Thursday, Sept. 19 - My wife (Vee) and I drove
the 60 or so miles from our home in Lake Arrowhead to Temecula,
arriving just before the 7 p.m. screening of "We've Got Johnny,"
the first of three at this festival.
Following the so-so response of the audience in Big
Bear the previous week, I wondered how we would do. Would "Johnny"
amuse people, or confuse them? I tried not to care too much because
we had reservations at an Embassy Suites hotel, where the booze
is free during a nightly "manager's reception." Suckers.
So we get to the theater/shopping complex that is home to the film
fest and we went to this little building to register. The clerk
we met was somewhat gruff because the air conditioning unit had
gone out. Little buckets and cups were spread along the floor, catching
drips from the problematic AC system. Vee wandered away to see what
stores were nearby.
"What's your movie's name?" the lady said.
"'We've Got Johnny,'" I said quietly, as if everyone
in the room had seen the Big Bear screening.
A woman from the back of the room said, "I saw that! I loved
it!" Suddenly, the clouds parted and everything was sunny.
I looked around for Vee, who was nowhere to be seen. Damn it!
"Could you say that again when my wife returns?" I said
and everyone chuckled because I am a dork with a huge forehead.
Vee soon returned and we received the passes that allow us access
to all of the festival's screenings and events. They hang from a
necklace-type thing around your neck and say, "Filmmaker."
The folks here went to the extent to list the movie's name with
which each person is affiliated, so with one look someone can see
the movie's name and know you're to blame. Yikes.
We wandered into the theater where "Johnny" was scheduled
to play with five other shorts. The festival has six theaters playing
features, documentaries, animated stuff and shorts from 11 a.m.
to 11 p.m. for four days.
The Big Bear folks put "Johnny" with a bunch of morose
shorts, which I hoped wouldn't happen again here. It didn't. Everything
was funny or, at least, off-kilter.
"Johnny" played second in the batch, following "The
Eyeglasses," a 15-minute film from Russia that looked better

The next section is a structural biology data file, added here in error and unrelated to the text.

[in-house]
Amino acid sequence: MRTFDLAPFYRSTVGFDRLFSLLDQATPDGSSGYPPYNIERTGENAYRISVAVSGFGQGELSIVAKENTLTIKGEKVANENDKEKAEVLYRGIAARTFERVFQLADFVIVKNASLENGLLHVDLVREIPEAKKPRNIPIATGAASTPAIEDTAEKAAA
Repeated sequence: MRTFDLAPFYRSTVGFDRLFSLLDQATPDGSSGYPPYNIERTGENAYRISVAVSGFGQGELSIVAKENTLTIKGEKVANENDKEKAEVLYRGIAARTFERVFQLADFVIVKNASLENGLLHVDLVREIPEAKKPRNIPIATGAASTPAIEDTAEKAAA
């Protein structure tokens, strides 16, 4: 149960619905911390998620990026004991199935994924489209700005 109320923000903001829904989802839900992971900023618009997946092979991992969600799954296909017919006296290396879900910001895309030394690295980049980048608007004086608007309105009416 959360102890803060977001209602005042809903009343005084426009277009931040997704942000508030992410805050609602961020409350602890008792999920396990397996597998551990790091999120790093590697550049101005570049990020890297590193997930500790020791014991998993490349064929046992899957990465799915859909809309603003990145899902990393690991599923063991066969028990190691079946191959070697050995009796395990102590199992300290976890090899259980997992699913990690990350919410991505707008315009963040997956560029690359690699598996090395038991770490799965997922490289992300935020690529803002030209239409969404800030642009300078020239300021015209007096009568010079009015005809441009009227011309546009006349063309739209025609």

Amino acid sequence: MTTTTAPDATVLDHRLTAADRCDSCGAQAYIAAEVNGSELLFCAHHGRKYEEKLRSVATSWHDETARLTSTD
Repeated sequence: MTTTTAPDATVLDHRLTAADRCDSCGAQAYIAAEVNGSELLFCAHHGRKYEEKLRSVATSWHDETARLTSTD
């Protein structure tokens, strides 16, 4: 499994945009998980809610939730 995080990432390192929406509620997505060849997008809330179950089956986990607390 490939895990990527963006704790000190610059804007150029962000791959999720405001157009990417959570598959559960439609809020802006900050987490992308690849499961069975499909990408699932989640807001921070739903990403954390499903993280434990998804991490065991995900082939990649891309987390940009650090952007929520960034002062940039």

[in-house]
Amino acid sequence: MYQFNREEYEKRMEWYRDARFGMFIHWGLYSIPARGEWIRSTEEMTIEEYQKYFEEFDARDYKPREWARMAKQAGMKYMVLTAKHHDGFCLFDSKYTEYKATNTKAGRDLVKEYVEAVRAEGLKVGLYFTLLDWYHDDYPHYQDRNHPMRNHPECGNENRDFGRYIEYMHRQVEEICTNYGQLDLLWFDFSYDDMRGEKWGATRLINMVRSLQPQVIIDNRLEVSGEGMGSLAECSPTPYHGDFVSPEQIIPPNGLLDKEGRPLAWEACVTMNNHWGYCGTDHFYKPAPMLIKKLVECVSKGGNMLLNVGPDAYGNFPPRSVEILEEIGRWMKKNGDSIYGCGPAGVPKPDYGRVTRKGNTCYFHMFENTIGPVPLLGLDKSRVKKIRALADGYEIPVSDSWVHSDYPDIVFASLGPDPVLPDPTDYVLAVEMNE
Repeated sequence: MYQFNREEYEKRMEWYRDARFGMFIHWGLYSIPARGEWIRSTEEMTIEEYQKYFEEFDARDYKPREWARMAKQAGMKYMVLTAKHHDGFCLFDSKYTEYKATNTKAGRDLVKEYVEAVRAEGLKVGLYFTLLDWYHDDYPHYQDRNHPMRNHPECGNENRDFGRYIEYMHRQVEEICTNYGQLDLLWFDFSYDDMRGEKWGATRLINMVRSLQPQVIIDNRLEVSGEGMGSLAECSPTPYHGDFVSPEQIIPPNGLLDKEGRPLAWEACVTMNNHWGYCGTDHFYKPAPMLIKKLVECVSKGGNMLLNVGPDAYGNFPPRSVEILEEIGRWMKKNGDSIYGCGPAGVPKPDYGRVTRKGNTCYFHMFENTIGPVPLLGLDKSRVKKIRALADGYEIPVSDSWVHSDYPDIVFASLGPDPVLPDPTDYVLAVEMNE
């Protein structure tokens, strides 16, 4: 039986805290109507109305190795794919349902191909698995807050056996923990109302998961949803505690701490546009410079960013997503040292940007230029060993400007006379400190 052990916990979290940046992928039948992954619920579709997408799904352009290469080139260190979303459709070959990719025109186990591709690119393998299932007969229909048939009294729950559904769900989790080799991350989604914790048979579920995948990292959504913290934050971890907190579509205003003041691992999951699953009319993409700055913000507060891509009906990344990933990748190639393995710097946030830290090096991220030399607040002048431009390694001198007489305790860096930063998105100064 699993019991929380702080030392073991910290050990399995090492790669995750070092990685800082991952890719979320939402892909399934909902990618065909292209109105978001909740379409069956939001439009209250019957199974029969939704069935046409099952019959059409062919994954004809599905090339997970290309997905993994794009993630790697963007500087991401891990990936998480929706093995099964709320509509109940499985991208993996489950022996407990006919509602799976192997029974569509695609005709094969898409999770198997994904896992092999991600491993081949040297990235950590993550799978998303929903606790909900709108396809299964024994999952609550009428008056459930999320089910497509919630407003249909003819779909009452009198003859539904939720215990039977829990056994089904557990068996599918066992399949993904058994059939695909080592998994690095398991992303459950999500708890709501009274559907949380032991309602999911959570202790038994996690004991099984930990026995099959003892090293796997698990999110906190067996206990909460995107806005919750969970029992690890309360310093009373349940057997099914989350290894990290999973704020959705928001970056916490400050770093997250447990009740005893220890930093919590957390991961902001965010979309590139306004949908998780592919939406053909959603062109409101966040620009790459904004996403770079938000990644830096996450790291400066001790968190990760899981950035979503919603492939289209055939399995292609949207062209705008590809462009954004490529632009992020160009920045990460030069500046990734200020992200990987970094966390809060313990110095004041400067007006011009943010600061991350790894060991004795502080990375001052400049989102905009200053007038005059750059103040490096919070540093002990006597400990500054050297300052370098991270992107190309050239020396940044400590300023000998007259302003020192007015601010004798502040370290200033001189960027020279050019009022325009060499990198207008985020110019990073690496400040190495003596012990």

than its story was.
Before the movies started, a young man read the credits to each
of the movies. No one said anything in regards to "The Eyeglasses,"
so when he started talking about "Johnny," I didn't introduce
myself as the screenwriter/co-producer. That was a faux pas because
every other filmmaker there stood up to let the masses (well, about
40 people) praise them -- even before their movies were screened.
"The Eyeglasses" proved to be a great segue for "Johnny."
It was offbeat and well made. The theater itself was perfect. The
sound was amazing and the picture was clear.
As we know, "Johnny" starts off a bit slow and there
usually is no audible reaction for the first minute or more. No
The laughs came as soon as Sue starts her rant about Johnny Appleseed
and starts reciting her apple facts, and the laughs continued throughout
the entire movie. Lots of applause at the end.
"This is one of the top 50 moments in my life," I whispered
to Vee in the dark, and not just because she had her hand in my
lap either. Hey Now!
The biggest laughs were probably for the "Bitch" stuff,
but also for Steve Fluet's Johnny Appleseed jig, Del's cameo with
the "Johnny 3:16" sign, and the rants by Dario and Anna
Maria (who I love a little more with every viewing). There were
just a lot of laughs at everything.
The crowd was into the story, but the big difference was the clarity
of the picture and, particularly, the sound .
There was an audible groan at the "schlong" reference
from a woman next to me with her kids!
Movies that followed "Johnny" were:
- Killing Michael Bay - a very funny 15-minute
story about two nerdy digital filmmakers who kidnap the director
of "Pearl Harbor" because his type of movie is ruining
American cinema. Check out killingmichaelbay.com.
- The Taste of Victory - a cat and mouse game
of speed and skill between a mysterious woman driver and a drifter.
It looked good, but the story lacked a little something, (mainly,
- Phreakers - a well done 15-minute movie about
two amateur phone scanners who tap into local frequencies to listen
in on their neighbors. It was a good, fairly ambitious start for
these young filmmakers. Check out phreakersthemovie.com.
Second Showing Summary:
"Johnny" showed with "The Eyeglasses" and "Killing
Michael Bay" at 3 p.m. Friday.